Back Coming attractions: A little Moonlight shines on Beale Street
KiKi Layne and Stephan James in If Beale Street Could Talk, directed by Barry Jenkins. (© 2018 Annapurna Releasing, LLC)

One of the most eagerly anticipated films of 2018 arrives in theaters today when Barry Jenkins’s adaptation of the 1974 James Baldwin novel If Beale Street Could Talk opens in limited release. The film is Jenkins’s first feature since his Oscar-winning breakthrough Moonlight (2016); early buzz from the Toronto International Film Festival suggests that the new movie is a worthy follow-up to Moonlight, with Variety calling it “A work of social realism elevated to poetic heights by the sheer beauty of its voice and the humanism of its spirit.”

In a letter to his brother David, Baldwin described If Beale Street Could Talk as “my strangest novel.” The only one of his novels narrated by a woman, it’s a love story in which a young African American couple in New York City is torn apart by a false accusation of rape and the predatory misconduct of the police. Asked by the Los Angeles Times why he chose to adapt the book for the screen, Jenkins replied, “Baldwin has many different modes . . . . One of those modes is the protest, the anger. And then there’s the lush, the romantic, the hopeful. I think with If Beale Street Could Talk, you find the best pairing and balancing of those two things.”

James Baldwin:
Later Novels
Jenkins’s new movie marks a further, perhaps definitive, stage in the ongoing re-evaluation of If Beale Street Could Talk. The book arrived to a mixed reception in 1974 and was for many years a relatively overlooked title in the Baldwin canon. (June Jordan’s Village Voice pan represented one end of the critical reaction, while Joyce Carol Oates, writing in the New York Times, represented the other—Oates called the novel both “timeless” and “a quite moving and very traditional celebration of love.”) When Library of America republished it in 2015, as part of the omnibus volume James Baldwin: Later Novels, editor Darryl Pinckney suggested (in an loa.org interview) that in the immediate post–Civil Rights era, mainstream culture “preferred fantasies of resolution, of roots found, the past appeased” to the kinds of stories Baldwin was then trying to tell. Anticipating our current cultural moment, Pinckney positioned If Beale Street Could Talk and the two other books collected in James Baldwin: Later Novels as “works of resistance.”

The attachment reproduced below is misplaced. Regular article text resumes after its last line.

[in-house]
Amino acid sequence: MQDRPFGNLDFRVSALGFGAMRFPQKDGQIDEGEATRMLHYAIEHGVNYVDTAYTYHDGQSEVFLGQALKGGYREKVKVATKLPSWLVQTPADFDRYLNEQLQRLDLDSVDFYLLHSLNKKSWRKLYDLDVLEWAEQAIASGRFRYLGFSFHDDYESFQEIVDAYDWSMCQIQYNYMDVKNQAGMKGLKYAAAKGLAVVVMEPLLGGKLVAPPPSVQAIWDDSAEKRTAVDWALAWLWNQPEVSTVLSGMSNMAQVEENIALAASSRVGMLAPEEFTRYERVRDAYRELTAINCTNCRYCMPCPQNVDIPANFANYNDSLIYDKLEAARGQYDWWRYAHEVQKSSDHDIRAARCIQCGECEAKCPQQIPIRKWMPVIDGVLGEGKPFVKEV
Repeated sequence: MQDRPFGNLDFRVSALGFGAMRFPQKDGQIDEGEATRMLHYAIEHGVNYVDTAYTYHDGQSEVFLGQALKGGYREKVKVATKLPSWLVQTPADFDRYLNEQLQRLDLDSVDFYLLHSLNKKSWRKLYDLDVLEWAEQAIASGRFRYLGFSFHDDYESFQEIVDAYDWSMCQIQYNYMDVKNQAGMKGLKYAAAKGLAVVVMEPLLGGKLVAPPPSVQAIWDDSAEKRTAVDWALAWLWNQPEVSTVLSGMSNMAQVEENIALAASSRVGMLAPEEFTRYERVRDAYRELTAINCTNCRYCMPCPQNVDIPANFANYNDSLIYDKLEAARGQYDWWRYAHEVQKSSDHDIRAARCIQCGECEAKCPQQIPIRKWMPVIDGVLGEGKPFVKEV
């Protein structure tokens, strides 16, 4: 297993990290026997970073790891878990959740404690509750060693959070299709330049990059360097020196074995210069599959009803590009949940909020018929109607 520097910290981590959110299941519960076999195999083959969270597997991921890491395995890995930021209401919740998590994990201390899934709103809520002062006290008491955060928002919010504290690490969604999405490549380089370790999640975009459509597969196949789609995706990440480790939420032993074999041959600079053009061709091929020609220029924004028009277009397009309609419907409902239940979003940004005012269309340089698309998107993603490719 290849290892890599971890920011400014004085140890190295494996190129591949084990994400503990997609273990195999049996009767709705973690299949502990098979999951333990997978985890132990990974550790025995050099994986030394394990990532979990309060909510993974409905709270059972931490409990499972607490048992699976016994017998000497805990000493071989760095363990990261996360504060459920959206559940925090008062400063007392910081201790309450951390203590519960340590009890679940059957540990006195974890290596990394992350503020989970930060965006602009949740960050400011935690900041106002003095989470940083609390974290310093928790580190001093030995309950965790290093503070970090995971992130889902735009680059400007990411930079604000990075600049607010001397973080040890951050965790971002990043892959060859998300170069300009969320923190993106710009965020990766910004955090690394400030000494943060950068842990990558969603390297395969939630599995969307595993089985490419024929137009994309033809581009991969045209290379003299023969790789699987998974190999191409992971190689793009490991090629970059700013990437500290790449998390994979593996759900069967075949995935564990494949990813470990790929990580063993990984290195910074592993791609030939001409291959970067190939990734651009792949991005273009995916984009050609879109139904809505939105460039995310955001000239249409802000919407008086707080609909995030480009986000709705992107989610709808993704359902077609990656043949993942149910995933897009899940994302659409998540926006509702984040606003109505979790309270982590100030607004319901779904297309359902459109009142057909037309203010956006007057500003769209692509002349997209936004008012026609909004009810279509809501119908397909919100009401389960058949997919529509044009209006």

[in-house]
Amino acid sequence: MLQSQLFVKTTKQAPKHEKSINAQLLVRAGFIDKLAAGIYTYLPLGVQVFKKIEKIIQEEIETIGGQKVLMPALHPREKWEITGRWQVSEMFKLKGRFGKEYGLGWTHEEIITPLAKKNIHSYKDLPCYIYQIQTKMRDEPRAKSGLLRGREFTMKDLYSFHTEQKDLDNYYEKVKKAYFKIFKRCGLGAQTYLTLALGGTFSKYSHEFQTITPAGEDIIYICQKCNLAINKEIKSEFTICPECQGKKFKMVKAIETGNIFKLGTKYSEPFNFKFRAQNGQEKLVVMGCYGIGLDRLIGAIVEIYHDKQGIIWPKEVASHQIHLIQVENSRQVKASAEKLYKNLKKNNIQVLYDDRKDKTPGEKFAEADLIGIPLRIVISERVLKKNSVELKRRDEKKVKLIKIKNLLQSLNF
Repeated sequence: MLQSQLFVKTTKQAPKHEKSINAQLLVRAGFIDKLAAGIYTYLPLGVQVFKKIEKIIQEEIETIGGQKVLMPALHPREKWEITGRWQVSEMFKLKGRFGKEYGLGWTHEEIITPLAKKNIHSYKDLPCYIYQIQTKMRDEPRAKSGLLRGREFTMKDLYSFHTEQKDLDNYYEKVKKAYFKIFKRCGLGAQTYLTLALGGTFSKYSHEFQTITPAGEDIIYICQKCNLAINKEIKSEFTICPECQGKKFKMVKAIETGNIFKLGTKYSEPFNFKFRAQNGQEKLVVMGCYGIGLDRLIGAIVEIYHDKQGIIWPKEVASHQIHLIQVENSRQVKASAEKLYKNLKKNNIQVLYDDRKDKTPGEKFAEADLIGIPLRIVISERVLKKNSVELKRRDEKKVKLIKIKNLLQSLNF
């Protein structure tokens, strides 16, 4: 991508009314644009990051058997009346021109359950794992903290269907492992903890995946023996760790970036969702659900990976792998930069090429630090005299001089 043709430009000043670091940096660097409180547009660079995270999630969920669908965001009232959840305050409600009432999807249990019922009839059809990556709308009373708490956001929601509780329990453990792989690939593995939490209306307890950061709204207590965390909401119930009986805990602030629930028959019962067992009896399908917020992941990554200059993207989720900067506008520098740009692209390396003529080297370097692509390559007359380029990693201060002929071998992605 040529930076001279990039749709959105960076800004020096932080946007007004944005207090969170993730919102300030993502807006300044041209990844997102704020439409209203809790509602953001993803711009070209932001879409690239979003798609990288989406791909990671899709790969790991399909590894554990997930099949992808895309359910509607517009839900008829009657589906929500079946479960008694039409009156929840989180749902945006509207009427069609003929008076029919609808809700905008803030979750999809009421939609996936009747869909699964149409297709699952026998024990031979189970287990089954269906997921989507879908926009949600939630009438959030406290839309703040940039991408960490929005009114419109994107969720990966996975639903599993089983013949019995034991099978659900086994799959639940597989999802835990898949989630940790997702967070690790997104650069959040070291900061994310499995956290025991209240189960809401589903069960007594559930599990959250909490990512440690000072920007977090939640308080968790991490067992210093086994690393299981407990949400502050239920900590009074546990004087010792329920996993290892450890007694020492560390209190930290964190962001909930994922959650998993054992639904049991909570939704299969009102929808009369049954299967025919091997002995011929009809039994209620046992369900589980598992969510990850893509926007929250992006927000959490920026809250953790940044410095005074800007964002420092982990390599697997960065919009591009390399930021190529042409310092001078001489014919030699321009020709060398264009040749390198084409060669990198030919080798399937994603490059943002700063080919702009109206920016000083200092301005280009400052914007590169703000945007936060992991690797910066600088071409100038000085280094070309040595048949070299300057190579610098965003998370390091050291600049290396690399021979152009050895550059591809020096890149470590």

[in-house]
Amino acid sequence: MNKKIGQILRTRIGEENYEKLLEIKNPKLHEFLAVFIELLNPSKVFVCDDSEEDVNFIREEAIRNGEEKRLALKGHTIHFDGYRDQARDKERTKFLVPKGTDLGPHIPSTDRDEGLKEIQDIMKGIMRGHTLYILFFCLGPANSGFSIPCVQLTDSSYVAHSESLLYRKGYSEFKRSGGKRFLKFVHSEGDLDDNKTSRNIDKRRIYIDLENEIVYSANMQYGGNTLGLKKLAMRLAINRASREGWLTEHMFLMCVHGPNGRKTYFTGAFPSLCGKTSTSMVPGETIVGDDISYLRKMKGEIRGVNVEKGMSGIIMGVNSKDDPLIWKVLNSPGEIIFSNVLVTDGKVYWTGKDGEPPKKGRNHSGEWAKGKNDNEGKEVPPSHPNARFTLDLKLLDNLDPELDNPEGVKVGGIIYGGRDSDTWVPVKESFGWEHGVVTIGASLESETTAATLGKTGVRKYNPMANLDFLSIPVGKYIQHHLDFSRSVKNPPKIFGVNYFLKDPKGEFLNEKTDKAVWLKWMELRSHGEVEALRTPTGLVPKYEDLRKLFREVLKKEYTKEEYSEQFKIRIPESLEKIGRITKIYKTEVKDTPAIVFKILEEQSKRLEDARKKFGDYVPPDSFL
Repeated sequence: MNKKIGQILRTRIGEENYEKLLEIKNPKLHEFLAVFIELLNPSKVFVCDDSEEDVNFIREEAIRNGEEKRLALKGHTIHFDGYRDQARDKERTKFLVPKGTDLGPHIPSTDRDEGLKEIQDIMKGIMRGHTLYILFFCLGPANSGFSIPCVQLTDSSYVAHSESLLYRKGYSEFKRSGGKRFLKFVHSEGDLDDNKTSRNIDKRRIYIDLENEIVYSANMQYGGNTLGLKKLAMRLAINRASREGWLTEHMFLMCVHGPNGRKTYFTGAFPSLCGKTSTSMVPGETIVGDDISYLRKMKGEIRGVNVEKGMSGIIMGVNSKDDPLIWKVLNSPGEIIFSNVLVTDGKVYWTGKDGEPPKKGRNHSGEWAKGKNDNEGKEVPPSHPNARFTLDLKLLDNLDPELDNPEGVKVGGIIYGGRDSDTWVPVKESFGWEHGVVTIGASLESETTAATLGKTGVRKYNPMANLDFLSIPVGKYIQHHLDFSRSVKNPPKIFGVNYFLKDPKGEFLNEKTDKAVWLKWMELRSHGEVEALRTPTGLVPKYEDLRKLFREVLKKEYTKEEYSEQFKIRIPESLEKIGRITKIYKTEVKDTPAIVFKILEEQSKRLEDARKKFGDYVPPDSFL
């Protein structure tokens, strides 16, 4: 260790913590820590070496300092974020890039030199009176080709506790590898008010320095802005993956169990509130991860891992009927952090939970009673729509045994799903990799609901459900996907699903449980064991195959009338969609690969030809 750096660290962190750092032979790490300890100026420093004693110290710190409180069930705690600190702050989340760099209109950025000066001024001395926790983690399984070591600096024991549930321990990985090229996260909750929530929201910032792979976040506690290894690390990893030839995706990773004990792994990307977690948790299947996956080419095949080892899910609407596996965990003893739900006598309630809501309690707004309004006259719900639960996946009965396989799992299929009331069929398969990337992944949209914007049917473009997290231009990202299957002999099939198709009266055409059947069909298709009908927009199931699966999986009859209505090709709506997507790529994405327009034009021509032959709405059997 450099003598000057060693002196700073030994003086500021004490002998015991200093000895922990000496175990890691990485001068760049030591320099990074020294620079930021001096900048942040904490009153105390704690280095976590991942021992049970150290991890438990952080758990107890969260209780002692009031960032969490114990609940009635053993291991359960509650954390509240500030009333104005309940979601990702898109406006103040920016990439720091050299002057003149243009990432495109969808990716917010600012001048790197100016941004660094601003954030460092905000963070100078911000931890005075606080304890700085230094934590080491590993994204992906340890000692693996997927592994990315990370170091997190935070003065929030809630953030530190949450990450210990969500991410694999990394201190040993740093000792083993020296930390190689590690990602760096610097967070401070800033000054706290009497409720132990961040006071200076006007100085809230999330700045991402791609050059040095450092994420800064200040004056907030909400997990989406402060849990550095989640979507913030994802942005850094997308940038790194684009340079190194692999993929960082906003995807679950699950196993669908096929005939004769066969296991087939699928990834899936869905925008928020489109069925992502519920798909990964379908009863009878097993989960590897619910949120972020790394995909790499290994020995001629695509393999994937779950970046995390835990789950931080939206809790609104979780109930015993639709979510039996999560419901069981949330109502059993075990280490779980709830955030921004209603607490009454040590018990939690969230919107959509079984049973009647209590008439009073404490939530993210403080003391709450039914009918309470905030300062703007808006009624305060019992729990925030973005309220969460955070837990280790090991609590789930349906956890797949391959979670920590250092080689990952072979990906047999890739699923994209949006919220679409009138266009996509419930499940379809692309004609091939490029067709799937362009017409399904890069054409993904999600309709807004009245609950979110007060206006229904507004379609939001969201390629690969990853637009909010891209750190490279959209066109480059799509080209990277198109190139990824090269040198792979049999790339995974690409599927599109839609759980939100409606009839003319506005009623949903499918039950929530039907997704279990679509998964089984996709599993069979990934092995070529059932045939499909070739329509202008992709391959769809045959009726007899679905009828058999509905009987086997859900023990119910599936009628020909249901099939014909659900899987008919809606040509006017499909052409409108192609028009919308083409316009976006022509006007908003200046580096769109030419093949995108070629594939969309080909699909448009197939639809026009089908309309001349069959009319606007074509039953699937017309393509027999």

That’s an idea director Barry Jenkins seemed to echo when he told the Los Angeles Times: “I felt like the things [Baldwin] was speaking to were authentic to the time, and authentic to today, to be honest.”

Watch: Official trailer for If Beale Street Could Talk (2:12)

If Beale Street Could Talk opens in select theaters on December 14 and nationwide on December 25.

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